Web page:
Jealous, harried air traffic controller Max Fiedler, recently dumped by his girlfriend, comes into contact with nuclear waste and is granted the power of telekinesis, which he uses not only to win her back, but to gain a little revenge.
The US needs to convince the visiting emir Khala'ad of Othar to allow an American military base in his strategic realm. Clueless nightclub waitress Sunny Ann Davis accidentally spots and ... See full summary »
When a professional couple who have lived & worked together for many years finally decide to marry, their sudden betrothal causes many unexpectedly funny and awkward difficulties. They soon... See full summary »
A visiting dignitary, a CIA agent, a Nazi spy, Japanese tourists, an assassin and a group of "midget" actors from The Wizard of Oz (1939) all check into an elite Los Angeles hotel called Under the Rainbow.
Writer Nick Gardenia is kidnapped from his California cliffhouse and forced to rob a bank. Now a fugitive, he seeks help from his ex, Glenda. She is a public defender remarried to a prosecutor, and we get a houseful of hijinks. Written by
The main set built for the picture was the home of upper-middle-class professionals Glenda Parks and Ira Parks (Goldie Hawn and Charles Grodin respectively). There are unusual touches which reflect Glenda's warm personality and her penchant for aiding the down and outs of the world, whether human or animal. The Tudor-style house consisted of a living room, dining room, study, kitchen, staircase, upstairs hallway, and pantry. The exterior of the house matched perfectly the location house in Brentwood, California, used for exterior scenes. The interior of the set house is larger than the real one. The Tudor style was chosen for its fine workmanship and paneling. Everything was specially constructed, including the oak hardwood floors, the custom-cast staircase, the real brick walkway, the real asphalt driveway, and the custom-made metal sash windows. The wallpaper was custom designed in New York. The house was painted in three values of grey taken from the wallpaper. The muted greys were used because the neutrality of the color allows blond star Goldie Hawn to stand out against this background. Even the oak hardwood floors were stained grey. The study is a contrast in style with its dark wood and red wallpaper. This is the Ira Parks (Charles Grodin) character's room. The house was decorated with collections of brass, patchwork, animal artwork, books, and antique-style furniture, all blending with the personalities and lifestyles of the home's occupants. See more »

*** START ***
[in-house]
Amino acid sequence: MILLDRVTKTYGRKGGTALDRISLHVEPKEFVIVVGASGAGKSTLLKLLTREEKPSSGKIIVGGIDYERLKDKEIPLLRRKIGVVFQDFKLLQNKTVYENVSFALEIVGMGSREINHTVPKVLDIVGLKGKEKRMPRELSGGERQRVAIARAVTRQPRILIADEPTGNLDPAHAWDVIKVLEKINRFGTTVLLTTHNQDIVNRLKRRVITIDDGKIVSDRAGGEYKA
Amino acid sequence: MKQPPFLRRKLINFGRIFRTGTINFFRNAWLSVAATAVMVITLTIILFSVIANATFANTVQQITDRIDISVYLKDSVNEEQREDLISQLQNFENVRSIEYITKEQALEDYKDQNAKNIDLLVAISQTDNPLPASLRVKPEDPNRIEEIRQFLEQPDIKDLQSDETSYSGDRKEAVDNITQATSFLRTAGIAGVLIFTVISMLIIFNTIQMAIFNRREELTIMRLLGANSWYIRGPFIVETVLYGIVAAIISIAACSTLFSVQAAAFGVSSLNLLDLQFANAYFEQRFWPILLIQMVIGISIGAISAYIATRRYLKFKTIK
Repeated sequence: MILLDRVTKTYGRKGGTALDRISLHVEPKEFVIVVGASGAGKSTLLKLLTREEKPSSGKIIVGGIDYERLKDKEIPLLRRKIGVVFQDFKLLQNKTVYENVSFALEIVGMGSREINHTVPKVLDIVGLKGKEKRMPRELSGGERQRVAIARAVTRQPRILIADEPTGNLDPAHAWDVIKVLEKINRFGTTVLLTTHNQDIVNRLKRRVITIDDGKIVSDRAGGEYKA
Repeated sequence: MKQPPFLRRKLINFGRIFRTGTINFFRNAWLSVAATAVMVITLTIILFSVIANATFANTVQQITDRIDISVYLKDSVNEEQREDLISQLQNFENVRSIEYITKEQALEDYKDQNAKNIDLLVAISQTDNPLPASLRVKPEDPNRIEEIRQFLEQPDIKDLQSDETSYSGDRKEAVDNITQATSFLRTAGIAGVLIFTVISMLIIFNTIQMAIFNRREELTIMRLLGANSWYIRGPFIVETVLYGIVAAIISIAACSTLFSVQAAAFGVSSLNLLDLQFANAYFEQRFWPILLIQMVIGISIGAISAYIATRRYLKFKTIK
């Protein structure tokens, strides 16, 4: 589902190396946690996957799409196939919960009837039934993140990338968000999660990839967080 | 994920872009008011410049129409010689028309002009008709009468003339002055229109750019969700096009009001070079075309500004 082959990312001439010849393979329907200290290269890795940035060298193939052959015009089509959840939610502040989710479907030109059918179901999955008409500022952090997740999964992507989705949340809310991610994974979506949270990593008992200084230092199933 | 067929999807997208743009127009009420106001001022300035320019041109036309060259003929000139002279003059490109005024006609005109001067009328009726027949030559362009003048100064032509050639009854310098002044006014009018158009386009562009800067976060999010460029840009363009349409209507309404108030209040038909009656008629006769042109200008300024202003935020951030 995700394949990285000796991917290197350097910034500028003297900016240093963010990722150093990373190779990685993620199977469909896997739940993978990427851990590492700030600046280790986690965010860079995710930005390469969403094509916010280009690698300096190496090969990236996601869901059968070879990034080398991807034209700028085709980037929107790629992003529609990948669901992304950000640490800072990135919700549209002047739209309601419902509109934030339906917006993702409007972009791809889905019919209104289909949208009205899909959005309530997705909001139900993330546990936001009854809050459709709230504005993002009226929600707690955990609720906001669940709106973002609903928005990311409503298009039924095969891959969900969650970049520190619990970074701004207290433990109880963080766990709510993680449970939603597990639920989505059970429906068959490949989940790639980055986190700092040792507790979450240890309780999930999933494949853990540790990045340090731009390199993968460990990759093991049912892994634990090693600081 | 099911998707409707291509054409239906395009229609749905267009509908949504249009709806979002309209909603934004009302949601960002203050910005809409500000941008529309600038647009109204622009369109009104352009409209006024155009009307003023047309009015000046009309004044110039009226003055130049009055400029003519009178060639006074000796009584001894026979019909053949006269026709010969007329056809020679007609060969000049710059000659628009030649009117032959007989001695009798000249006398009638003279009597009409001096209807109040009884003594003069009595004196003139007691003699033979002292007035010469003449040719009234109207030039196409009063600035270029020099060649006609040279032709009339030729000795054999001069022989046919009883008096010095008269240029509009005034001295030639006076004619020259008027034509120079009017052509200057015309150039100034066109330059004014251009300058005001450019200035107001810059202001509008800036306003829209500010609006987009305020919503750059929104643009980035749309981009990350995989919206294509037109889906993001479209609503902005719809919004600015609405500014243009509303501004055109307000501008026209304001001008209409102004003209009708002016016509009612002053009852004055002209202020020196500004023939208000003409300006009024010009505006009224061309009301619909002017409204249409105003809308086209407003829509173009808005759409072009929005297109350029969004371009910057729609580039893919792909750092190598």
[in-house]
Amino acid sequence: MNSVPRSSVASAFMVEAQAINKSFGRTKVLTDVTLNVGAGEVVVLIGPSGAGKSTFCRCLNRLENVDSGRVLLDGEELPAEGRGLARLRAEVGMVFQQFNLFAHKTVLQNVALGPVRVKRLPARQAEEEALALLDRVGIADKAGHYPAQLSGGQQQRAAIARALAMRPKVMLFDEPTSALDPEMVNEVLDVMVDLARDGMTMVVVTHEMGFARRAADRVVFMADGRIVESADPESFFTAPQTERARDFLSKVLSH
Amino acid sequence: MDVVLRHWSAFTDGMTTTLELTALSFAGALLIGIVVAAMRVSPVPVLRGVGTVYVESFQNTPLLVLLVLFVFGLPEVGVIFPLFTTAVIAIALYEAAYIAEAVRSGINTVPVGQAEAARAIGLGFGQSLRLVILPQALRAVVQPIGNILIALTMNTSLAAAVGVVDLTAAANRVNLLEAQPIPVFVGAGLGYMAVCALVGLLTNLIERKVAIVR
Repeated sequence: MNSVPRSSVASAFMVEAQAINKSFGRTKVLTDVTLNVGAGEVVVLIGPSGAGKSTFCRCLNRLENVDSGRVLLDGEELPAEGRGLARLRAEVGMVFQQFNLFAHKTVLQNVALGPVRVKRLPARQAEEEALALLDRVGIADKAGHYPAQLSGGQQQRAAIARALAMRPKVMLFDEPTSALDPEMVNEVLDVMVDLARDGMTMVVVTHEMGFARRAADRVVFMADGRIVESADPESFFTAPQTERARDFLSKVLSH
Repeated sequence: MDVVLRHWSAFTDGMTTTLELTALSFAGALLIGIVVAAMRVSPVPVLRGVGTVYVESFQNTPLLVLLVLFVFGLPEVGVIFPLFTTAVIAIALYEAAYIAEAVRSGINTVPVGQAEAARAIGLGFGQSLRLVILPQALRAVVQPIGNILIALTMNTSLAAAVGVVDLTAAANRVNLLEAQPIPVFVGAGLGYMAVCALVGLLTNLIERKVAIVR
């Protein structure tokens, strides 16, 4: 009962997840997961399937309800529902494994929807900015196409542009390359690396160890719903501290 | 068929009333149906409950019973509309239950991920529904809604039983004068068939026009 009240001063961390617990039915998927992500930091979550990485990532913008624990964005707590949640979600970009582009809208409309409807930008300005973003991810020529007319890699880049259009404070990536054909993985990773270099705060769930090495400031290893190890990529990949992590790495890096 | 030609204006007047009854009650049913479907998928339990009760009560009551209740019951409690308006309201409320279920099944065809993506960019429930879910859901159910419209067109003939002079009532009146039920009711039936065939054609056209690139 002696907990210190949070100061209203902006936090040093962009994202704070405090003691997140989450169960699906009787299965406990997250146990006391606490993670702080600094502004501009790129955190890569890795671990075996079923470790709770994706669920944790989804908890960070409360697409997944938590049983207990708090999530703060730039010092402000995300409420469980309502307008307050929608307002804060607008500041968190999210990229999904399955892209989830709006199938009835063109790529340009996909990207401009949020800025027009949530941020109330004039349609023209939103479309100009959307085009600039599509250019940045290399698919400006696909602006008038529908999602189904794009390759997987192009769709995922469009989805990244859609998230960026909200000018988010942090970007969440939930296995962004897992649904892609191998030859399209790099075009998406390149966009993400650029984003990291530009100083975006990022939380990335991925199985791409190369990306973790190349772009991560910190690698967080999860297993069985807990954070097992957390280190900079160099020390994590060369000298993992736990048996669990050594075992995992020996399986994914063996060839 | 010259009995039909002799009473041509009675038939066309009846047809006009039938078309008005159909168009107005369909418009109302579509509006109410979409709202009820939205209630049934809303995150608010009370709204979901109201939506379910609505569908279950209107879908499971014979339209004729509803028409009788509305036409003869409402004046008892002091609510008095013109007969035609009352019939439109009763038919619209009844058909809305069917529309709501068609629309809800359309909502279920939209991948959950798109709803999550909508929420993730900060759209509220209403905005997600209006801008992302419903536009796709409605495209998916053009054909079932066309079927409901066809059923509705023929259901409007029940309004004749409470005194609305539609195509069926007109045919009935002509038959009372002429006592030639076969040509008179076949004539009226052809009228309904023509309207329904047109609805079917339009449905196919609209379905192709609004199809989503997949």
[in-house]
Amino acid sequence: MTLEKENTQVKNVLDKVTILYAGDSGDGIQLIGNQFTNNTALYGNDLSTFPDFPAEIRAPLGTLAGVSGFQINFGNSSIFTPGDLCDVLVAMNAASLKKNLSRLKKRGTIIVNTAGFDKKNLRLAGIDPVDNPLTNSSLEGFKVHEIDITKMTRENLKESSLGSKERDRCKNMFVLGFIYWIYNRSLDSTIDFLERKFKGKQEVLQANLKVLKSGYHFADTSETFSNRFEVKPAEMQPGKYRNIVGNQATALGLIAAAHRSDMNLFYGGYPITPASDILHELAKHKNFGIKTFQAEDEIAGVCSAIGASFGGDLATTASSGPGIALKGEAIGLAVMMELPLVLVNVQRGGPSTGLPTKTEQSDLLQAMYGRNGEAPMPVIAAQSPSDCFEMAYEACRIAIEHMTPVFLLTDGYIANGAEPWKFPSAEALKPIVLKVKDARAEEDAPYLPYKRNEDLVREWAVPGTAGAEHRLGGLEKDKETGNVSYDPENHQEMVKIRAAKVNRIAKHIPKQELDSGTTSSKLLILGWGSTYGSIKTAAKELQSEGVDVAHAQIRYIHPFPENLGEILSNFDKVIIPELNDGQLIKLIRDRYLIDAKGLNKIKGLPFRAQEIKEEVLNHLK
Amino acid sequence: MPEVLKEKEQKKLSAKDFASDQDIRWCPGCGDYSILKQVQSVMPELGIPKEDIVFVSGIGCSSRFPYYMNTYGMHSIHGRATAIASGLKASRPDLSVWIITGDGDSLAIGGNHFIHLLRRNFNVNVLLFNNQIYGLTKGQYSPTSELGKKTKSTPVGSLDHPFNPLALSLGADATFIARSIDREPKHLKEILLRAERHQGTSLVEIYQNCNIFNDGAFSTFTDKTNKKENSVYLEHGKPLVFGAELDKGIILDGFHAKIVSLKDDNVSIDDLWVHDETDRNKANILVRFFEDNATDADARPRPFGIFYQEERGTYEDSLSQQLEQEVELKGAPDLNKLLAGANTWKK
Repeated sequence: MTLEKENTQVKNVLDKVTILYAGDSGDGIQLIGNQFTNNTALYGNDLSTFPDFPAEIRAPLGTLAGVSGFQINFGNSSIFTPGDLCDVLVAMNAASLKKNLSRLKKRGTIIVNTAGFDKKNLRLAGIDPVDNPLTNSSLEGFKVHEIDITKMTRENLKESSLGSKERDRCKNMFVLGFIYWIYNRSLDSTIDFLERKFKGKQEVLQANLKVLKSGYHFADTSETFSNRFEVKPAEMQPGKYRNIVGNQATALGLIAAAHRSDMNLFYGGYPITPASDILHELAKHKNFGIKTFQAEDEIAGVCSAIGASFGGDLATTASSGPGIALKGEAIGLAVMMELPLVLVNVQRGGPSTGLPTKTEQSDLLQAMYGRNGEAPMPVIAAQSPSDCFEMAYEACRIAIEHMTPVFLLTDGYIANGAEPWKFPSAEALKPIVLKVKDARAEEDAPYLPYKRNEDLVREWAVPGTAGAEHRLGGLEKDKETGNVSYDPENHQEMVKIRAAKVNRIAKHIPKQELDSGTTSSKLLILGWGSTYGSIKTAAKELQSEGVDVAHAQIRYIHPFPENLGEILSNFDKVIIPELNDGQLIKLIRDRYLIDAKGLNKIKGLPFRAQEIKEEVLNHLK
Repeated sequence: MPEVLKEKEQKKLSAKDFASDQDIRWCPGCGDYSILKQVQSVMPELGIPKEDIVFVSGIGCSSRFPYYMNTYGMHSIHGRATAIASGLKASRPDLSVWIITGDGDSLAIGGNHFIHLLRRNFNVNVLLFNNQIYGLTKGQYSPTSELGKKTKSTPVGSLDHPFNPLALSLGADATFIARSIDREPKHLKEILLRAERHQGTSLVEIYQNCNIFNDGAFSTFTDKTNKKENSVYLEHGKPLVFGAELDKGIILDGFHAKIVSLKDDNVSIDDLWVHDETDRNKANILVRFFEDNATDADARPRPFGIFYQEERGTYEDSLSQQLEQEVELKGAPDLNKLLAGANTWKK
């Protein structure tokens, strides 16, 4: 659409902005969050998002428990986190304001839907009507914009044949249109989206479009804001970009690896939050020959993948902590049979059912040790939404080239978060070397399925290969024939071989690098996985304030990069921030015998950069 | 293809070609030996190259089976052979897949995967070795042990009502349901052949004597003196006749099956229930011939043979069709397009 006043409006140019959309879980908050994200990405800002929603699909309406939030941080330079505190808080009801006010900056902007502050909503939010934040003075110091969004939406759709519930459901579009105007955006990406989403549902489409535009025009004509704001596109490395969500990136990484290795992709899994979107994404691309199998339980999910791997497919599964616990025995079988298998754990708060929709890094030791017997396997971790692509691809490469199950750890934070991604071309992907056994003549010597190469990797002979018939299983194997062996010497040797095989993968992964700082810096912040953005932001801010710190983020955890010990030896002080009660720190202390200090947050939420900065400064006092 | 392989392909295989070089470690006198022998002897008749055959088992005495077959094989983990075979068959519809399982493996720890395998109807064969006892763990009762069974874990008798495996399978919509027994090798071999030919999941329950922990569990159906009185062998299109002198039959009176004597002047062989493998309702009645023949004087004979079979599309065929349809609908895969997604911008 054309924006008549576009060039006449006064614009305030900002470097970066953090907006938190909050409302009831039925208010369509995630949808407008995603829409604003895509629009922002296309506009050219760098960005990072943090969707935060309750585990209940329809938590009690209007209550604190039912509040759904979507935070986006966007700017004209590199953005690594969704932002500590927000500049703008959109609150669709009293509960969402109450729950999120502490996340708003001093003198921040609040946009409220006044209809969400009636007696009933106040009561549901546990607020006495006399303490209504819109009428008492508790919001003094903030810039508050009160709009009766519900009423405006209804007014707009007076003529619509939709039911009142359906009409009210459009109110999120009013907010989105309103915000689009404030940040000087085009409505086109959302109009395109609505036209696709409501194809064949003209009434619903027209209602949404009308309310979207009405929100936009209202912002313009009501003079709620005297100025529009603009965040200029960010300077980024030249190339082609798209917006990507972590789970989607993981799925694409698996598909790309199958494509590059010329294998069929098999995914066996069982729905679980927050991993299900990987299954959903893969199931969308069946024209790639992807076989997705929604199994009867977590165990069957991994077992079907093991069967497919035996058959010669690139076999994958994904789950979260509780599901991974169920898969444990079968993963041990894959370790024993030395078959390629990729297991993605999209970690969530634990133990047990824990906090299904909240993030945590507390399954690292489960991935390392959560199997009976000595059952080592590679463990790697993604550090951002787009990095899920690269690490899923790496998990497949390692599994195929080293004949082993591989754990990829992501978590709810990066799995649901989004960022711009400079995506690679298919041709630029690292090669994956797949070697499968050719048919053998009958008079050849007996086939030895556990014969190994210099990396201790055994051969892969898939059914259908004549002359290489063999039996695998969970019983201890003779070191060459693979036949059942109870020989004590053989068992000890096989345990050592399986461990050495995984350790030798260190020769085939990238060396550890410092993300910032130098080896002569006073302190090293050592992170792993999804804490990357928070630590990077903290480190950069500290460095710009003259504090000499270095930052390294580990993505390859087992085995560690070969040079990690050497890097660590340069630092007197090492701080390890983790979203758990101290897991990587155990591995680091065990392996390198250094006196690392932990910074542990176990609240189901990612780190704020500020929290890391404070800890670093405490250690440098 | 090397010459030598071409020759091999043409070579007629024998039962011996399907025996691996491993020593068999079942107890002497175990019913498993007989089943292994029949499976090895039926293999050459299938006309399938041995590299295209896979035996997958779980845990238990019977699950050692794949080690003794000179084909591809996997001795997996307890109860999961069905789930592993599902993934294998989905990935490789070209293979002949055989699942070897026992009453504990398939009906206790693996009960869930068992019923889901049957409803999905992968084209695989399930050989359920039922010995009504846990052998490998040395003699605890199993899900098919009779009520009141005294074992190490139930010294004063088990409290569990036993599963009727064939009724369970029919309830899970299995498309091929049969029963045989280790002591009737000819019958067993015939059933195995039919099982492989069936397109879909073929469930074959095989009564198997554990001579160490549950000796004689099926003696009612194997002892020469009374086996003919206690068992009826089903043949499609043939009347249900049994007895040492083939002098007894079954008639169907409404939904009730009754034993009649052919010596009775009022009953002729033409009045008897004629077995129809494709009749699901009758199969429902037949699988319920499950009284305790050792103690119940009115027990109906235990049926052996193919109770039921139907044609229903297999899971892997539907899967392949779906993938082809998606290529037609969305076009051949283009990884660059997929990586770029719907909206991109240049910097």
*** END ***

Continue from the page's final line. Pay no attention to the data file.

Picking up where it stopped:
During the party, Glenda takes the left-over chicken from the 'fridge, intending it for Nick. Aurora complains that she was going to take that home for her dinner. The police, mistaking it to be for them, take it from her in the garden. After the party, Nick is in the kitchen eating the left-over chicken. See more »
This movie just gave me a good feeling. The chemestry between Hawn, Grodin, and Chase was great. Chevy Chase like always has some very funny slapstick moments. The movie kind of got unfairly thrown into the Chevy Chase's pile of flops(Under The Rainbow, Modern Problems, Deal Of The Century, ect.), this is som much better than all of those, I even thought it was better than Foul Play. If you like
Chevy Chase or Goldie Hawn, watch this movie.
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